Ikat dupatta and many-panel Kalidaar
This Kalidaar is named after an oxygenating aqua plant, Anacharis that benefits all other beings that co-inhabit the environment of the plant. It is a beautiful hardy plant with long stems and small leaves. One can plant the roots deep or leave the roots floating. It keeps the water clean and filtered by absorbing all excess nitrates from the water.

Fish and others plants love Anacharis! No more murky water!

Anacharis does not need much attention. Yet keeps everyone healthy!

The skirt meticulously binds together many kalis or panels to form this many layered kalidaar. Each kali is highlighted in its workmanship through a delicate and defined edging. A closer observation of this kalidaar will reveal why I see this as a work of art that does not scream for attention. Yet, to the ones who know where to seek, there is enough and more to find.

To highlight the solid colour of kalidaar with precise streaks of ivory colour, I chose Ikat weaves to bring this whole ensemble together. As soon as I chose Ikat, with these creeper like endless trail of weaves, I felt it reminds me of the soothing effect of Anacharis!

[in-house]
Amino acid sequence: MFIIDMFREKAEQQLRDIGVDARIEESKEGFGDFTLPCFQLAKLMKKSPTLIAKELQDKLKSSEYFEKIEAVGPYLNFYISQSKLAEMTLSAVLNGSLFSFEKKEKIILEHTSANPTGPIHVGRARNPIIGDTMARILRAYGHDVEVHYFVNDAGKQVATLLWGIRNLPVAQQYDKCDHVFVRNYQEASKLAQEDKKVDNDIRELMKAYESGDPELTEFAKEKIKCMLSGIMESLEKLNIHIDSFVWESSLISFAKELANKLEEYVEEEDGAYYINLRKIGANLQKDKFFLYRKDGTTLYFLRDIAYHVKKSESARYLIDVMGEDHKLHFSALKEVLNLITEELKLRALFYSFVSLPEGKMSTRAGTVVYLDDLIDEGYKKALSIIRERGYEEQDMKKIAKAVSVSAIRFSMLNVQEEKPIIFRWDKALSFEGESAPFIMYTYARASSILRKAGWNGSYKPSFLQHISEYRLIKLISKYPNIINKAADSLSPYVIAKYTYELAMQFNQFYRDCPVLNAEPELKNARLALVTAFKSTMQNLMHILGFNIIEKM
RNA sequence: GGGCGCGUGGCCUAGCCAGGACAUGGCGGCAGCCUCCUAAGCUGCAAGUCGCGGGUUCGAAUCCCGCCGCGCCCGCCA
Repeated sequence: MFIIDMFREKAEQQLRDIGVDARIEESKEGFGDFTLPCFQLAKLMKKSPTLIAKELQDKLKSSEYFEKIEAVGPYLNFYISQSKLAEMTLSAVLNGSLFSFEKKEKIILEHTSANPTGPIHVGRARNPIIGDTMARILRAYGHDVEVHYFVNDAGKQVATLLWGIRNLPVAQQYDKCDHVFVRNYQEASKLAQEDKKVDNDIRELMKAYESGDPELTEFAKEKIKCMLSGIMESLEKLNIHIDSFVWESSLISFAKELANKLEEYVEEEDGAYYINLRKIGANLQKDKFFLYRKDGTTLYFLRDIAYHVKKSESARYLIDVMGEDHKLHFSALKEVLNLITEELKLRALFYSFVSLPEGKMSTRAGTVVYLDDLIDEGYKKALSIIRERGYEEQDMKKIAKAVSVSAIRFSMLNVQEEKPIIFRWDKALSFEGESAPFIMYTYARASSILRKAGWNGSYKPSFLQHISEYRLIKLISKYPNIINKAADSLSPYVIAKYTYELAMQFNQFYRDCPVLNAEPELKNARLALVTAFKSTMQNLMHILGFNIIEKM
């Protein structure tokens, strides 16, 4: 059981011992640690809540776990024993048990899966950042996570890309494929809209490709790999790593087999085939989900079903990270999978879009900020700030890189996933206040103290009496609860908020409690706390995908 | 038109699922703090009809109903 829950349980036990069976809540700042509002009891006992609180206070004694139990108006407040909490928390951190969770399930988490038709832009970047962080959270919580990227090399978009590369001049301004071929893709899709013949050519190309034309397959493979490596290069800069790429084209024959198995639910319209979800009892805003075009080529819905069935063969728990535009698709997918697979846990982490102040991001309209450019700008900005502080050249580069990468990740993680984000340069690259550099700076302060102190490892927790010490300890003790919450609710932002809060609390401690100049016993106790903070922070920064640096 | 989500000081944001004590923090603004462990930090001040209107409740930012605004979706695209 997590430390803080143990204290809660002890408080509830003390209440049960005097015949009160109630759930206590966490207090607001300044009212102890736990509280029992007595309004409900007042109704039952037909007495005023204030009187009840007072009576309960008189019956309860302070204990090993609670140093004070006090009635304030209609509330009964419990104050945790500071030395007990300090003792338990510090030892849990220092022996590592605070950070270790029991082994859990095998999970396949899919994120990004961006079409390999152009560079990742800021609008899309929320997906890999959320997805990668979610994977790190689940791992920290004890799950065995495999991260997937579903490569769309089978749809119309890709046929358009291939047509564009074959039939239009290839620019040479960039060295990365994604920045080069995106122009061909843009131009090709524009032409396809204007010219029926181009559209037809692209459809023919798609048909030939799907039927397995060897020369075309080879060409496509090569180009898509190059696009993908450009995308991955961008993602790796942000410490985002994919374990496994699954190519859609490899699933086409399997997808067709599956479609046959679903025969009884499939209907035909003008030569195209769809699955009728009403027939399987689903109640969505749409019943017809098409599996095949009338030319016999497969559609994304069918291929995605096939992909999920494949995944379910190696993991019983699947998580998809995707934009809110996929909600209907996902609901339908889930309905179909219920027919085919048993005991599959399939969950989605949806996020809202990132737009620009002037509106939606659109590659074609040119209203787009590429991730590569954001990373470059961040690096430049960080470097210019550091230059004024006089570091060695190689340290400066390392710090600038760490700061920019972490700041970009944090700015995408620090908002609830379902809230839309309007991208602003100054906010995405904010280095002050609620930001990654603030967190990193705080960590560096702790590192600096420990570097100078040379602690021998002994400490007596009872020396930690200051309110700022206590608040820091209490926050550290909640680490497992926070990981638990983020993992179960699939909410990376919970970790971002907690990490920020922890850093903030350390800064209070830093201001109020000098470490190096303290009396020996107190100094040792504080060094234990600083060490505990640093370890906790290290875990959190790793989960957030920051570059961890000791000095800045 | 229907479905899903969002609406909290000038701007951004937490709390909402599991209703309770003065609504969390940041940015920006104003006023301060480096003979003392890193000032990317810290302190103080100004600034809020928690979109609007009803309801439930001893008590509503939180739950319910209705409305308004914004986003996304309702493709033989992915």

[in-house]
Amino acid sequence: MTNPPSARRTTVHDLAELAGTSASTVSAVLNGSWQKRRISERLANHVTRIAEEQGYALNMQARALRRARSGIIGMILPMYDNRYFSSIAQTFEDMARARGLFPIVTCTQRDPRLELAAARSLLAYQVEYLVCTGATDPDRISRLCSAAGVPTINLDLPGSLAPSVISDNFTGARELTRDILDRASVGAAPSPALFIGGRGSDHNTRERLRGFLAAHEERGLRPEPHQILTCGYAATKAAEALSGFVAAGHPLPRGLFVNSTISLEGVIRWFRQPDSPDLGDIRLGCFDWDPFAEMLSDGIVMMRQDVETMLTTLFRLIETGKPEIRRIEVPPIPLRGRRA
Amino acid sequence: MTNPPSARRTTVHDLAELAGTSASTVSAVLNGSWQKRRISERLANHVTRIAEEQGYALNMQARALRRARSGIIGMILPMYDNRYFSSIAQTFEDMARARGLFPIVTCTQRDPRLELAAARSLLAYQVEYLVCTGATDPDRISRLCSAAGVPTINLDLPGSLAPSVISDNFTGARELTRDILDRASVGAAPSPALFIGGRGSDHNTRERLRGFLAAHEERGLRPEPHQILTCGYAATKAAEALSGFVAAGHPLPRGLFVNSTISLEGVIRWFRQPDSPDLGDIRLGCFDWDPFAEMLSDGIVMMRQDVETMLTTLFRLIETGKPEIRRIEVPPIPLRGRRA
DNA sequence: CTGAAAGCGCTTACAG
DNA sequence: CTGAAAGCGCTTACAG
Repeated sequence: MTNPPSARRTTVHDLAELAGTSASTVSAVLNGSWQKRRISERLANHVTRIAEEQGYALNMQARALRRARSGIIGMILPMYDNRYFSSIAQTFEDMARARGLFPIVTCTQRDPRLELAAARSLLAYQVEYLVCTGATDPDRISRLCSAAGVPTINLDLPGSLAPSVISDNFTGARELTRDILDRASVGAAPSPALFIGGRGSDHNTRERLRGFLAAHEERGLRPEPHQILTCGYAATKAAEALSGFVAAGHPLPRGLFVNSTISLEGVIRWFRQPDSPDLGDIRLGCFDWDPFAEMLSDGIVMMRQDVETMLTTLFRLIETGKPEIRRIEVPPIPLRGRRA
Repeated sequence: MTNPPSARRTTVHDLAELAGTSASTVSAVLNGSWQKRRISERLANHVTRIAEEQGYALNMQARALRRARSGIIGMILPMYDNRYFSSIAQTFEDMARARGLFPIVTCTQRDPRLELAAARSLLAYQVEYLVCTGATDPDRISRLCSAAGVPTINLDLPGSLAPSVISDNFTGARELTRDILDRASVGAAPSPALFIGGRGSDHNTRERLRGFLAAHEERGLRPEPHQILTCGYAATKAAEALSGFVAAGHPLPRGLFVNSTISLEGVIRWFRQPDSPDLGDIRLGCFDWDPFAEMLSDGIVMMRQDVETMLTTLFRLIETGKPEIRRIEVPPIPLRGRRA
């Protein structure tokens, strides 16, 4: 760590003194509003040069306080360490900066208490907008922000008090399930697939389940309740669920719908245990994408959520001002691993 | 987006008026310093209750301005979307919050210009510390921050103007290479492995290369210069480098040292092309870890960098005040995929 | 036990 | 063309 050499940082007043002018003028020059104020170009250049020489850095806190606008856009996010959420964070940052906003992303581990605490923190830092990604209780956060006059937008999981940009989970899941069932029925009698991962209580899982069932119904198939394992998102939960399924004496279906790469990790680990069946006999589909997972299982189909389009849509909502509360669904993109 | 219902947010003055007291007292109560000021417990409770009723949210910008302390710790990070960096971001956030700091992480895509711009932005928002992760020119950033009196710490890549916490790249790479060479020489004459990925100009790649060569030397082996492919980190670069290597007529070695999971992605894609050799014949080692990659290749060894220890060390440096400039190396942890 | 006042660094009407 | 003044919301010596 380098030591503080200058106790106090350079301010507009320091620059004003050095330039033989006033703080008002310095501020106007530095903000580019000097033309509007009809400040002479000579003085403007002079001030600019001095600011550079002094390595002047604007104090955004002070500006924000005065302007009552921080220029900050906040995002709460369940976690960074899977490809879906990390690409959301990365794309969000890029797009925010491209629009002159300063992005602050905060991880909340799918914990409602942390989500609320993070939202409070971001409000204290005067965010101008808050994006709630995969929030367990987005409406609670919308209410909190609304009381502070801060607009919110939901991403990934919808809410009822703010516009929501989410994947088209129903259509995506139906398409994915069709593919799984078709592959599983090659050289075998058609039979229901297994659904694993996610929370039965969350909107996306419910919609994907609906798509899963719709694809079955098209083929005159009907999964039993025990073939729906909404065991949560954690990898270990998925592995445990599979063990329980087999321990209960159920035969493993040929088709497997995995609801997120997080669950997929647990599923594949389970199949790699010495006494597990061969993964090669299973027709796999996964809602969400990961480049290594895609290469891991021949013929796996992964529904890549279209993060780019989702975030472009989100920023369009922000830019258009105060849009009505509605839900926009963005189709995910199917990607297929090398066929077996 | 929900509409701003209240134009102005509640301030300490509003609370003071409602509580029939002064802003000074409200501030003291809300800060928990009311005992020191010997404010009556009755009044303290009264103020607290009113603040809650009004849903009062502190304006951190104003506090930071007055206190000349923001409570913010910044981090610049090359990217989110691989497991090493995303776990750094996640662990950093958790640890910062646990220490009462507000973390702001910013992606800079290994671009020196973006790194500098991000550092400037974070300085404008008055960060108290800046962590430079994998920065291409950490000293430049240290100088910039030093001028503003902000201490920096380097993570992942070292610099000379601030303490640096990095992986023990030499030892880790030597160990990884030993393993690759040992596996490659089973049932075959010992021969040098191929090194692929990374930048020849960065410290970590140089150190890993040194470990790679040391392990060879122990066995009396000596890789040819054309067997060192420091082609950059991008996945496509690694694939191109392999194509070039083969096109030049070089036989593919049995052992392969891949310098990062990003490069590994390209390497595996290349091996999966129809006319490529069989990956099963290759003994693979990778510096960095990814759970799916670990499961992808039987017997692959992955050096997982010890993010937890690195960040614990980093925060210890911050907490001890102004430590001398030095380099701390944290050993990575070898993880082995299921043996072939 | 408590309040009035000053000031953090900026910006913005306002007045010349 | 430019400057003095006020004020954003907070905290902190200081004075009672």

A summer delight!

Cool. Green. Nature.

Buyer Empowerments

Involves traditional handloom weaving and skilled stitching skills to bind a multi-pleat Kalidaar.
One of a kind wearable textile that creates a perfect hot summer day’s soothing blend of colours in a festive ensemble
Weather/ Mood
Pleasant for summer days
Not fragile
Dry Clean only; Needs “Airing” in shadow, not direct sun
With Reverse-side finishing- no fall/beading required- ready to wear. Unstitched blouse fabric included.
Mangalgiri cotton for Kalidaar- source of dye unknown. Mill spun mercerised cotton yarn with Azo-free dyeing for Ikat.
Grassroots production of Ikat weaves. Slow production.
Celebratory, Statement, bohemian, gypsy, flow-y, celebrating Indian classic form. Evokes swirling.
Cotton yarn from Salem, Tamil Nadu.
Stitched by Gurmel Singh, Jalalabad, Punjab.
Beadwork by Param, Bhatinda, Punjab.
Imperfections in the weaves reflect handmade
Irregularity in the dyes reflect natural process
Innocent spots in the textiles reflect being homemade
A work of nature cannot be sterile and error-free
A choice to still buy what we make is a step
Towards supporting original culture
Of people
Of nature
Of craft

A celebration of humanness.
Mora Collective 2024
designed by: MIDTOAN